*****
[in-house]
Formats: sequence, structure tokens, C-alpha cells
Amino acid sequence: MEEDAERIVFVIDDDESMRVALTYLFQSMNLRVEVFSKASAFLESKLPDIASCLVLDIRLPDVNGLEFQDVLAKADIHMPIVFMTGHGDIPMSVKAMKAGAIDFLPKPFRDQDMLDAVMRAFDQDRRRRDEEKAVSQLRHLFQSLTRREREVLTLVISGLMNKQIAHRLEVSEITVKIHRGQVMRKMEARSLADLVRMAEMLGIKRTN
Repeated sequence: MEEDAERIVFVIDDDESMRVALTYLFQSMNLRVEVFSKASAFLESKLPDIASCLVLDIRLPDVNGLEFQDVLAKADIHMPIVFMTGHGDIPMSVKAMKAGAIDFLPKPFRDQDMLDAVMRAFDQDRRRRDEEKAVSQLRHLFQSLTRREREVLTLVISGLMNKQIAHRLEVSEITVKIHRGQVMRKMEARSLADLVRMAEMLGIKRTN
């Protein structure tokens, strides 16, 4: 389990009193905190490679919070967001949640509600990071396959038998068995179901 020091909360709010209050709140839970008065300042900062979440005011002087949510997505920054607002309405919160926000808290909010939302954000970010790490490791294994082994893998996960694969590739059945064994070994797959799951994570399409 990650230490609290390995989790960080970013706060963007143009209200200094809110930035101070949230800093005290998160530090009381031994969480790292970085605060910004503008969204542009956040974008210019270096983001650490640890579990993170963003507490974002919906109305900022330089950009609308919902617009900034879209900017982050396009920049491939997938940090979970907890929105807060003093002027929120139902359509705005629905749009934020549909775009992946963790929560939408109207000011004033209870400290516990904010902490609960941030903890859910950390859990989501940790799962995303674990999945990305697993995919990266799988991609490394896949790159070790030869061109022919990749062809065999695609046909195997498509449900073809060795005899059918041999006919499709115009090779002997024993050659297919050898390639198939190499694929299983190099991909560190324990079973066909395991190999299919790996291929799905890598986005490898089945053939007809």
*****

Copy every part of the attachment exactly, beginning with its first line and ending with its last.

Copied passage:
[in-house]
Formats: sequence, structure tokens, C-alpha cells
Amino acid sequence: MEEDAERIVFVIDDDESMRVALTYLFQSMNLRVEVFSKASAFLESKLPDIASCLVLDIRLPDVNGLEFQDVLAKADIHMPIVFMTGHGDIPMSVKAMKAGAIDFLPKPFRDQDMLDAVMRAFDQDRRRRDEEKAVSQLRHLFQSLTRREREVLTLVISGLMNKQIAHRLEVSEITVKIHRGQVMRKMEARSLADLVRMAEMLGIKRTN
Repeated sequence: MEEDAERIVFVIDDDESMRVALTYLFQSMNLRVEVFSKASAFLESKLPDIASCLVLDIRLPDVNGLEFQDVLAKADIHMPIVFMTGHGDIPMSVKAMKAGAIDFLPKPFRDQDMLDAVMRAFDQDRRRRDEEKAVSQLRHLFQSLTRREREVLTLVISGLMNKQIAHRLEVSEITVKIHRGQVMRKMEARSLADLVRMAEMLGIKRTN
């Protein structure tokens, strides 16, 4: 389990009193905190490679919070967001949640509600990071396959038998068995179901 020091909360709010209050709140839970008065300042900062979440005011002087949510997505920054607002309405919160926000808290909010939302954000970010790490490791294994082994893998996960694969590739059945064994070994797959799951994570399409 990650230490609290390995989790960080970013706060963007143009209200200094809110930035101070949230800093005290998160530090009381031994969480790292970085605060910004503008969204542009956040974008210019270096983001650490640890579990993170963003507490974002919906109305900022330089950009609308919902617009900034879209900017982050396009920049491939997938940090979970907890929105807060003093002027929120139902359509705005629905749009934020549909775009992946963790929560939408109207000011004033209870400290516990904010902490609960941030903890859910950390859990989501940790799962995303674990999945990305697993995919990266799988991609490394896949790159070790030869061109022919990749062809065999695609046909195997498509449900073809060795005899059918041999006919499709115009090779002997024993050659297919050898390639198939190499694929299983190099991909560190324990079973066909395991190999299919790996291929799905890598986005490898089945053939007809």